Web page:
Earlier this year at the National Wild Turkey Federation’s national convention in Nashville, Tennessee, Dr. Mike Chamberlain of the University of Georgia presented his research on the declining long-term trends in wild turkey productivity. Chamberlain is considered one of the country’s leading researchers on wild turkeys and recent population concerns.
When Keith was asked if he and his company align with Chamberlain’s findings, he said he “agreed with 99% of Chamberlain’s research.” He also rejected any argument that might suggest no true population decline actually exists in much of the southern states and Midwest — which isn’t an uncommon point of view held by some groups within the hunting community.
Below are takeaways from the research Chamberlain presented. He’s scheduled to present the full scope of his research at the Wild Turkey Symposium in Asheville, North Carolina, this summer.
Since 2004, the estimated abundance of wild turkeys in the U.S. have declined by 16%.
First, it’s unknown exactly how many wild turkeys are in this country. It’s not a number that has ever been known with any measure of precision. However, what each state wild agency can do is generate a statewide estimate of abundance based on the data they have. Using this as a benchmark, we can understand shifts in population based on the historical and current estimates of abundance.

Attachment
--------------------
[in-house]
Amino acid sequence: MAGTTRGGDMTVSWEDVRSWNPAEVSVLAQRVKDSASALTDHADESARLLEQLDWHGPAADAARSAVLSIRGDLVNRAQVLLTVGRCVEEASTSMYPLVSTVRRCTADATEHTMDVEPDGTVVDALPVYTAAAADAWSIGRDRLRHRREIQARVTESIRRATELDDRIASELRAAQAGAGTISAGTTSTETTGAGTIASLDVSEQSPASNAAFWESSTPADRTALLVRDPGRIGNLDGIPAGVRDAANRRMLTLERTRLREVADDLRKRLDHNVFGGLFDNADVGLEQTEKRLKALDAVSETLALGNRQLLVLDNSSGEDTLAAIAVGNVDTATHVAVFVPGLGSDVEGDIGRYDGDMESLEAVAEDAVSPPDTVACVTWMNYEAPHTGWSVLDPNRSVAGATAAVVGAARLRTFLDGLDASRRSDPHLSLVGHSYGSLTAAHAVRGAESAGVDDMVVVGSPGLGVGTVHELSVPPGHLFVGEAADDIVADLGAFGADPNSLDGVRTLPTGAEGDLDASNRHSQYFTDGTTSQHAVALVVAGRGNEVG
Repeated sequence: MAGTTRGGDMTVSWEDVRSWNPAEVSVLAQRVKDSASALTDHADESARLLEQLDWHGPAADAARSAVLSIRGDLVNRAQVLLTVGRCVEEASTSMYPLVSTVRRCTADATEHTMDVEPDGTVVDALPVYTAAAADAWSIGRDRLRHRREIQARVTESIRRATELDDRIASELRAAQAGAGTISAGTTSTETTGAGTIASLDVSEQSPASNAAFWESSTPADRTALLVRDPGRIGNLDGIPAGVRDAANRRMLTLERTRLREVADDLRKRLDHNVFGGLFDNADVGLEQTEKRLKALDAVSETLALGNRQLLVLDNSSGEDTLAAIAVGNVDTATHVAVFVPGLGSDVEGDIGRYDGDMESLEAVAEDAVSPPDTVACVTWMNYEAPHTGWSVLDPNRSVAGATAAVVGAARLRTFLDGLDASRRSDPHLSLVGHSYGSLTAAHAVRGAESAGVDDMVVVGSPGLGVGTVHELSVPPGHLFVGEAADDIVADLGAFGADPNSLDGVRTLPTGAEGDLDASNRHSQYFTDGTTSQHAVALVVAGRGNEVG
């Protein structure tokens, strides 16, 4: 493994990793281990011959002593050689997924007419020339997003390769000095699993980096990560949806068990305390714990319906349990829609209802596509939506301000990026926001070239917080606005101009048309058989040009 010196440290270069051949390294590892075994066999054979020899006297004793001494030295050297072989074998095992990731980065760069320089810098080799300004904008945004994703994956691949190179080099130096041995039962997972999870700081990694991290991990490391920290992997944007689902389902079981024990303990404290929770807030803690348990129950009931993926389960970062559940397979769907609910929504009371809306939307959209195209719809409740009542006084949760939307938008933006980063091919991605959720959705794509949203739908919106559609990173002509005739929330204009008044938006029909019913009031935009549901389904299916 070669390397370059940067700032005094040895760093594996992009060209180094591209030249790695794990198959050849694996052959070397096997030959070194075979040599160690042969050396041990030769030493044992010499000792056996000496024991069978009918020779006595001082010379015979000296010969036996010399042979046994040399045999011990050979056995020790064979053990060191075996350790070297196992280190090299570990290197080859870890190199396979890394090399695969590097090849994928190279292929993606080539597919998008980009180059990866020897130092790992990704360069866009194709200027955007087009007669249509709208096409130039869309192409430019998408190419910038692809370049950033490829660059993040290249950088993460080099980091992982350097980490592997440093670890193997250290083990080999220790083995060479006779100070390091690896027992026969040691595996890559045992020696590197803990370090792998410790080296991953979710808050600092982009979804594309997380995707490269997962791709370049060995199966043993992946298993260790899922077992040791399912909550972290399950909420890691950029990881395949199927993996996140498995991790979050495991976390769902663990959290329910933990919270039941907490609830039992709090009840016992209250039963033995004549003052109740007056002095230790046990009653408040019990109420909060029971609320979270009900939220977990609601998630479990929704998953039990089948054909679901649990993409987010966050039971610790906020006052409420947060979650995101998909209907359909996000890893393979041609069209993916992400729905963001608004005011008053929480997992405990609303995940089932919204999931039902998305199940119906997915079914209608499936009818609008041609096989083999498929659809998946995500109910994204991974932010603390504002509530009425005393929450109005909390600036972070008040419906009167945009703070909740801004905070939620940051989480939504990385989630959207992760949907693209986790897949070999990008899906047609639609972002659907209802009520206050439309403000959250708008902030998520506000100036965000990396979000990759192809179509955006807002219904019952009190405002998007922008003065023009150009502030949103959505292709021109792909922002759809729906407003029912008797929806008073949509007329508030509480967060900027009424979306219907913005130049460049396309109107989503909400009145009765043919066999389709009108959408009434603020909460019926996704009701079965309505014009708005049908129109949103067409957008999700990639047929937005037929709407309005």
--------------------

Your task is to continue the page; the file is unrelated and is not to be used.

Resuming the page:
According to Chamberlain, between 2014 to 2019, there was an estimated abundance decline of 3%. But, if we go back to 2004, we see a decline of 16% since that year. The greatest declines have occurred in four states:
These four states demonstrate a decline that’s cutting across subspecies, so the decline isn’t limited to only one or two of the five wild turkey subspecies found in the U.S.
Since 2004, spring wild turkey harvest has declined 19%.
If you take a 5-year snapshot of total harvest numbers, you’ll see they’ve declined by 13% from 2014 to 2019. But if we go back as far as 2004, harvest numbers are down by 19% through 2019. Fall harvest is down 31%, though Chamberlain notes this is partially due to regulation changes and partially due to a lack of interest.
In 2020, this downward trend was disrupted in some states by COVID. States typically considered destinations for turkey hunters pursuing turkeys out-of-state showed declines in harvest numbers. Meanwhile, other states recorded dramatic increases in harvests largely due to turkey hunters hunting in-state more often. This increase is expected to be the result of limited recreational and entertainment options during the pandemic. But we’ll need more seasons post-pandemic to know for sure.